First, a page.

Detroit Casinos See April Revenue Fall Slightly; Retail Sports Betting Falls Too

Detroit Casinos See April Revenue Fall Slightly; Retail Sports Betting Falls Too
By Christopher Boan
Fact Checked by Michael Peters

The Tigers weren’t the only Motor City institution to get off to a slow start in April, with Detroit’s trio of casinos reporting a slump in revenue during the month.

In total, Detroit’s casinos raked in $118.73 million in monthly aggregate revenue during April, down 3.4% from the $122.86 million the city reported in March.

When broken down by overall market share, MGM Detroit once again was the runaway leader, with a 48% share and $56.76 million in gaming revenue, followed by MotorCity Casino (31% and $36.42 million), and Greektown Casino (21% and $23.68 million).  

Detroit’s casinos reported $116.86 million in table games and slots revenue, with an extra $1.87 million in sports retail betting revenue added in.

In total, the city saw $24.785 million in Michigan sports betting retail handle, which was down 6% from March. The $1.87 million in revenue was down 3% from March.

Greektown Casino lead the way in sports betting revenue ($912,513), followed by MotorCity Casino ($552,841), and MGM Detroit’s BetMGM Sportsbook ($405,385).

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What Stood Out from April’s Report

One of the standout points from the Michigan Gaming Control Board’s April release was the disparate results for Detroit’s three casinos, revenue wise.

The folks at MGM Detroit were able to raise their gaming revenue, month-over-month, by 31.4% in April, which was an outlier among the Michigan gambling online trio.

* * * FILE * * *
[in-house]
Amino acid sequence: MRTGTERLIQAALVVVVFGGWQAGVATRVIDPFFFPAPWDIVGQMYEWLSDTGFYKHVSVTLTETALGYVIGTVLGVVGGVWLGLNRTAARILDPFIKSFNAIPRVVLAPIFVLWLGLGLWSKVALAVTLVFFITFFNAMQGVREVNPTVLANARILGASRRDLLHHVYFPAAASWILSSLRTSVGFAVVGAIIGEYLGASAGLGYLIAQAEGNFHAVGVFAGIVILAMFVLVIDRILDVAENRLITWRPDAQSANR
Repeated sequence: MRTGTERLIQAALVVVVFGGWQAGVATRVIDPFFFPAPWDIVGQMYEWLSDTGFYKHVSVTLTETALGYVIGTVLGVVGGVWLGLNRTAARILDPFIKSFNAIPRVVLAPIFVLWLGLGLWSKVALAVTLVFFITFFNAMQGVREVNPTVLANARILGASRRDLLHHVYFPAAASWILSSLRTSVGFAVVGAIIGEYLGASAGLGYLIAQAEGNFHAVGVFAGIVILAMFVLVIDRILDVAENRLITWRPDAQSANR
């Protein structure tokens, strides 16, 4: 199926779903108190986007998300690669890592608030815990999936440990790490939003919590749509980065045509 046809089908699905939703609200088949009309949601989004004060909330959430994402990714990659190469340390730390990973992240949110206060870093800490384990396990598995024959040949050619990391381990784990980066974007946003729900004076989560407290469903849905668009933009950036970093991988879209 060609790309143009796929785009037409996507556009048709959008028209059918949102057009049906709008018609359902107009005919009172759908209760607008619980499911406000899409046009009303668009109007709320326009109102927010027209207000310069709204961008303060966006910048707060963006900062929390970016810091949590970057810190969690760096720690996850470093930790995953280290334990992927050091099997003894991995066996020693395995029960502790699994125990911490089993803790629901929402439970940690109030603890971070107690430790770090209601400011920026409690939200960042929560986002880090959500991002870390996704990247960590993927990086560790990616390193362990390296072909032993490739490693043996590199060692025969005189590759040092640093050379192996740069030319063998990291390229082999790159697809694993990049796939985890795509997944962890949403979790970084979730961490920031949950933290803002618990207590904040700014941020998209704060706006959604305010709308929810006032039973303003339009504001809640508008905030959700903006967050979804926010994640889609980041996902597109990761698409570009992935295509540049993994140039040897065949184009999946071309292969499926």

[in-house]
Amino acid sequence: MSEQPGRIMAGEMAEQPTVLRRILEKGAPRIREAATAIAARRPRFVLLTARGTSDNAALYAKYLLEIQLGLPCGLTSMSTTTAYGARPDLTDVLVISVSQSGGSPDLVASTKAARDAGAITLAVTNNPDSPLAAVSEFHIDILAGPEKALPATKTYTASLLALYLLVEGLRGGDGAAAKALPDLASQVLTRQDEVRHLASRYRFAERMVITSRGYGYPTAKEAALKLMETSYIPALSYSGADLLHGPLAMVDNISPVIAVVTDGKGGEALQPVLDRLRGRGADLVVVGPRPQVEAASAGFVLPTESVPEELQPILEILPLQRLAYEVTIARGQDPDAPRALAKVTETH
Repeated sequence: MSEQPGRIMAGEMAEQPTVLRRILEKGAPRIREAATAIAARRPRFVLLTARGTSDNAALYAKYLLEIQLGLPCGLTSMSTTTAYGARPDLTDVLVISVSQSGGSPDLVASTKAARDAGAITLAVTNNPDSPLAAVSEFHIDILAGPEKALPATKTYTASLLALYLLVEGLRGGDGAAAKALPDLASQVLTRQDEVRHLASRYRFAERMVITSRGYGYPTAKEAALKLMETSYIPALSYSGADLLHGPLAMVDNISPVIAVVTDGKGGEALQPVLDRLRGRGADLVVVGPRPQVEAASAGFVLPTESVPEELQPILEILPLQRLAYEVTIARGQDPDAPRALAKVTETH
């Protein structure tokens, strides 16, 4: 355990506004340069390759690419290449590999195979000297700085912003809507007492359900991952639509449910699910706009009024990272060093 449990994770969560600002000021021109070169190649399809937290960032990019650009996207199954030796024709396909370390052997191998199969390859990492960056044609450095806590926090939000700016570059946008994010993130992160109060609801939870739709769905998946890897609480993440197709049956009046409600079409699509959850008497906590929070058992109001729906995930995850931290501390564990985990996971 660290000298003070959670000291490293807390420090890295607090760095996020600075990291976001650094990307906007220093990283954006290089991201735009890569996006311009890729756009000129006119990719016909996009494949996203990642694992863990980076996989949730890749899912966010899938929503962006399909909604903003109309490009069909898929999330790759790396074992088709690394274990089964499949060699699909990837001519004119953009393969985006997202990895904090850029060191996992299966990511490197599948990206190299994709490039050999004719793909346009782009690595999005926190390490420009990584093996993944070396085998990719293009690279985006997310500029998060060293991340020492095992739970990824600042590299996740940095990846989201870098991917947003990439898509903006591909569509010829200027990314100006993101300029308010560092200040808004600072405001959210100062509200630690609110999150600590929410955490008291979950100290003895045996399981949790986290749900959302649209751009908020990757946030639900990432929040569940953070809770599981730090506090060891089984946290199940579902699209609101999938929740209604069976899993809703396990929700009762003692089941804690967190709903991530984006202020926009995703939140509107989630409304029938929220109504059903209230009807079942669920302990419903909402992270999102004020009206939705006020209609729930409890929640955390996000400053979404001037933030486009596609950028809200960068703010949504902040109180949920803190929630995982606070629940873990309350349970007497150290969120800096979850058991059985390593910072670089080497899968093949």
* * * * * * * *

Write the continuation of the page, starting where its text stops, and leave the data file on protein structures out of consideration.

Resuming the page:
The others, in MotorCity Casino (down 8.8%), and Greektown Casino (down 2.6%), couldn’t gain any traction at all during April — speaking to the overall downturn in gaming revenues during the month.  

Overall, the city’s table games and slot revenues were down 3.4%, month-over-month, but up 8.8% when compared to the same period in 2021.  

Another interesting tidbit from Tuesday’s MGCB release was the drop in wagering taxes, month-over-month, from $14.4 million in March to $9.5 million in April.  

The three casinos also chipped in $70,174 in sports betting taxes to the state and $86,428 to the city of Detroit — slightly down from the $72,891 and $89,089 they contributed in March. 

The facilities also paid $13.9 million in wagering taxes and development agreement payments in April, according to the department.

Michigan is expected to release its April online sports wagering numbers later this month. In March, the state did $451.6 million in mobile sports betting handle.

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Christopher Boan has covered sports and sports betting for more than seven years and has worked for publications such as, the Tucson Weekly and the Green Valley News.

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